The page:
making a solid start

A Patch from Scratch: Making a Solid Start and a Rough Plan for Clearing the Weeds

making a solid startI made a start on the Patch from Scratch this weekend. I did some clearing and digging. In fact, I did more than I thought I would. I’m not looking forward to tomorrow morning. I’m getting to that age when I start to ache after a day’s graft.

Anyway, I thought I’d blog about my progress, and the rough plan for sorting the scruffy, weedy area into a nice veg patch.

Little and Often
There are a lot of weeds to clear out, so little and often is my plan. I did consider going into detail about all the different types of weeds I encountered, and what they do, but figured there’s no point. They’re all big, they’re all bad, and they all need to get out.

When a patch or allotment is overgrown, this can be a painstaking process, hence the little and often motto. I’ve seen people at the allotment rotovate, which is quick and dirty, but unfortunately doesn’t clear the weeds out. It only chops the roots up, so within a few weeks, the area is overrun again.

Loosening the Soil
My plan is to tackle small sections one at a time, pulling out as much of the big stuff as possible, and then tackling the little bits. My favoured technique for clearing is digging down a spade deep to loosen the soil, and then pulling up weeds. Some of the roots were huge though and took a proper dig and yank combo to get out.

rough plan for clearing weeds

I rewarded myself in between each section by having a rest in the sun (normally involving tea or chocolate) and then having another crack at the weeds.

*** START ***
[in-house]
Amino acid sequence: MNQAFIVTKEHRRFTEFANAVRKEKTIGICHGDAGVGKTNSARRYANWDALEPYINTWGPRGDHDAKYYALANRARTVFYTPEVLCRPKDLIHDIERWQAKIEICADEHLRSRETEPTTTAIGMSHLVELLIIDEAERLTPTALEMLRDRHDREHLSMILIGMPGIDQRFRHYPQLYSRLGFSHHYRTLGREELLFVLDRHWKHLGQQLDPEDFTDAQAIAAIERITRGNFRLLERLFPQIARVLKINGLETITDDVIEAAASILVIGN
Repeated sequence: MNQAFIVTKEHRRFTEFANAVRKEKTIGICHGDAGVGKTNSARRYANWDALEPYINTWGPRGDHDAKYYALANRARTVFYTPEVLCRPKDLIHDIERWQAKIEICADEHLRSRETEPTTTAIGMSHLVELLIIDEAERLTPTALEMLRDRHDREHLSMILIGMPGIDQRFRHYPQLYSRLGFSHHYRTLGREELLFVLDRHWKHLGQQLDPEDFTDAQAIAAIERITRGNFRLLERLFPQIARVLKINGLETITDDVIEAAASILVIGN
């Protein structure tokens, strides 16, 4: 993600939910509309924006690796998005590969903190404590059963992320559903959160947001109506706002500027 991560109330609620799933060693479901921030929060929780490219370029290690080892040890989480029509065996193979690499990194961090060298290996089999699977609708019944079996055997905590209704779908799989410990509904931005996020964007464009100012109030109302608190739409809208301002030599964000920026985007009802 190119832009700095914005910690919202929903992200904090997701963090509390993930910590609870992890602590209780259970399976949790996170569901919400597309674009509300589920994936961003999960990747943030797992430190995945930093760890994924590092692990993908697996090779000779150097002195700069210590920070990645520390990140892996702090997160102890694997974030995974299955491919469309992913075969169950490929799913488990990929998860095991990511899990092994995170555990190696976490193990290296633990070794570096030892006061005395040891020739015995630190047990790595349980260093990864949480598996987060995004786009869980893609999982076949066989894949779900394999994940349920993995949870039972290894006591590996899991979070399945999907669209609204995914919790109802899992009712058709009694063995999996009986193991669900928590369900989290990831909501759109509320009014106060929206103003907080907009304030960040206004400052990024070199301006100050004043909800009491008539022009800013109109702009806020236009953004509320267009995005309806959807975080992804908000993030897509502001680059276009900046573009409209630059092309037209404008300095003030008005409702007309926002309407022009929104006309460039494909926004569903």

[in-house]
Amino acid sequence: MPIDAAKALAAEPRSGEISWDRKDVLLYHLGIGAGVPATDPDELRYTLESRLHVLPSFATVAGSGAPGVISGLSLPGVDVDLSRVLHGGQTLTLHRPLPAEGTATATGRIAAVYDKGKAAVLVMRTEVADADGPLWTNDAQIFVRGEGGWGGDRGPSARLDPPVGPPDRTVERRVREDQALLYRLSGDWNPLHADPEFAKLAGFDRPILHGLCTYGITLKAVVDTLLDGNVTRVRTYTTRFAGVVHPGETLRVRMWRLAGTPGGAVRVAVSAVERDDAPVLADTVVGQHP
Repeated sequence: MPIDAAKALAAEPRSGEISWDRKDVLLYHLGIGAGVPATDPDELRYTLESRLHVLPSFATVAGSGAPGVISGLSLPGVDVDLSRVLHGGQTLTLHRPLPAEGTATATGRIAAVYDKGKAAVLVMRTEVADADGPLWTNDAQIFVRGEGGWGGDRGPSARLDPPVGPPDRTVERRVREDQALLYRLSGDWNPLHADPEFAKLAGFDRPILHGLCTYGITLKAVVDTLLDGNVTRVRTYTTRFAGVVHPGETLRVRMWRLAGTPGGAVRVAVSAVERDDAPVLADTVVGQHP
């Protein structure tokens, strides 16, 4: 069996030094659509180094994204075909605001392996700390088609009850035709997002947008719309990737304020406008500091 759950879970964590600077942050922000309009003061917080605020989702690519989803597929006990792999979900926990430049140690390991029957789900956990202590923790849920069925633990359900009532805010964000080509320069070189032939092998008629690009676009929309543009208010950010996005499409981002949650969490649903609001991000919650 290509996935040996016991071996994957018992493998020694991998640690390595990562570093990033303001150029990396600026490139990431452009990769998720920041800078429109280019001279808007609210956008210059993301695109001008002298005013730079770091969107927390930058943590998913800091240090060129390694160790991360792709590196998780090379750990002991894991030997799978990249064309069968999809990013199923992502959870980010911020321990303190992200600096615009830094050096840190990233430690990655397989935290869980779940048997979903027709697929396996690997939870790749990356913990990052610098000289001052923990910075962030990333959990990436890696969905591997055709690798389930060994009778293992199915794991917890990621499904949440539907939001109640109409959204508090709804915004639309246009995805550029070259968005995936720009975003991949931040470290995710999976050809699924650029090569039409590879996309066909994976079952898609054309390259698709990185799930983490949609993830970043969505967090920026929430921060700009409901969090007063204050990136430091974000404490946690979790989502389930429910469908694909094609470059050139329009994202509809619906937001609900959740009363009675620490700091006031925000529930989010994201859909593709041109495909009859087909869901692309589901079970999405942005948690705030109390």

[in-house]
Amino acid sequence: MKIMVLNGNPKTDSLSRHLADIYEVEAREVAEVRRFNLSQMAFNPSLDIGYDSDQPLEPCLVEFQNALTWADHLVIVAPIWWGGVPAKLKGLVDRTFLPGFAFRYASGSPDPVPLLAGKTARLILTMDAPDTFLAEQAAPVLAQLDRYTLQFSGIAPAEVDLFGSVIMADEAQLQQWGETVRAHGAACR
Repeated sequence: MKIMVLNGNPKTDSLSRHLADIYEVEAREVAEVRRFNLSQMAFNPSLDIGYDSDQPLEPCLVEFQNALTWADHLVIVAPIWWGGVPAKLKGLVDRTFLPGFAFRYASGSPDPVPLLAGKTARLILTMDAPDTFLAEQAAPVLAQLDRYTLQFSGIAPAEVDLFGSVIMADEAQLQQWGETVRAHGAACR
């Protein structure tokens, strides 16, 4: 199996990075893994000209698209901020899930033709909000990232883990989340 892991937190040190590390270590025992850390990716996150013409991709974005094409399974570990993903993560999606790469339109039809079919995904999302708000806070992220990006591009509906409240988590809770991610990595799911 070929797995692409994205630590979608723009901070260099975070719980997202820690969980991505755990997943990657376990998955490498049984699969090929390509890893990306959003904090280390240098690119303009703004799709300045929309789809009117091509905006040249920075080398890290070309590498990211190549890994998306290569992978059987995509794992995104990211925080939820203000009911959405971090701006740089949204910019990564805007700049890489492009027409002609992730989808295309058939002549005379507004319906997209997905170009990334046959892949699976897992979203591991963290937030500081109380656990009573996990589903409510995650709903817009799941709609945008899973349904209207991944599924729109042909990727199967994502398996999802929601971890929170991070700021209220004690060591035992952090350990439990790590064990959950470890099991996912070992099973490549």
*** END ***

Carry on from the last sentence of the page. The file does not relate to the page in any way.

Covering Up – Keep Those Weeds Down
Once each little section is free of weeds I’m covering the area with tarpaulin or carpet to keep the weeds down until Autumn. I’ve found a good source of old carpet in a skip outside a local carpet shop.

solid startIn Autumn, I’ll pull up the carpet and tarpaulin, put a large dollop of manure on the soil and recover until the new year. Once the manure is rotted down, I’ll dig over again ready for sowing.

I actually made pretty good progress with this frequent tea and chocolate break approach and dug over about a third of the plot during the course of the weekend.

I’ve got a few more weeks of light in the evening, and a bank holiday weekend on the horizon, so hopefully I’ll get the whole area rough dug soon. That’s my broad, simplistic plan for creating a good growing base.

A Good Weekend’s Work
It’s been a fulfilling couple of days, with great weather and no interruptions. Every so often you get one of those weekends when the gardening Gods are smiling on you. This weekend was one of them. That massive great tree stump I mentioned at the beginning?

Completely rotten. Came up with one sharp tug of a crowbar. No muscles required. 🙂

8 thoughts on “A Patch from Scratch: Making a Solid Start and a Rough Plan for Clearing the Weeds”

  1. Good stuff! I always find ground clearance a fun, if exhausting, task. The prospect of a beautiful garden spring out of the weeds and brambles is always an exciting time.

    Good luck with the plot.

  2. I’m not actually sure. Its big on top and flowers. Unfortunately the whole garden is full of them, and they grow back quickly if you only manage to chop the root rather than get it all out.

    There is lots of bindweed too, which is a real bummer, but I found that quite a satisfying one to pull up. I quite enjoyed working on that one!

  3. I have learned to plan veggies at a larger plot. It belongs to my aunty. It was years ago, and I have forgotten how to do it. Maybe because I am not used to do soil work. But I do want to have my own garden to plant fruits and veggies it is healthier to eat them fresh.

  4. Jono, I know what you mean about aching the day after. I seem to have developed tennis elbow, amongst many other niggles and twinges. I’m so impressed by that weed root. It’s immensely satisfying to get the whole root out like that.

  5. Thanks Alan and WW.

    The roots are amazing. No fun at all. Job’s got to be done though.

    WW – I tried an osteopath when I had tennis elbow. They cured it there and then. Don’t know if that might be worth a try?

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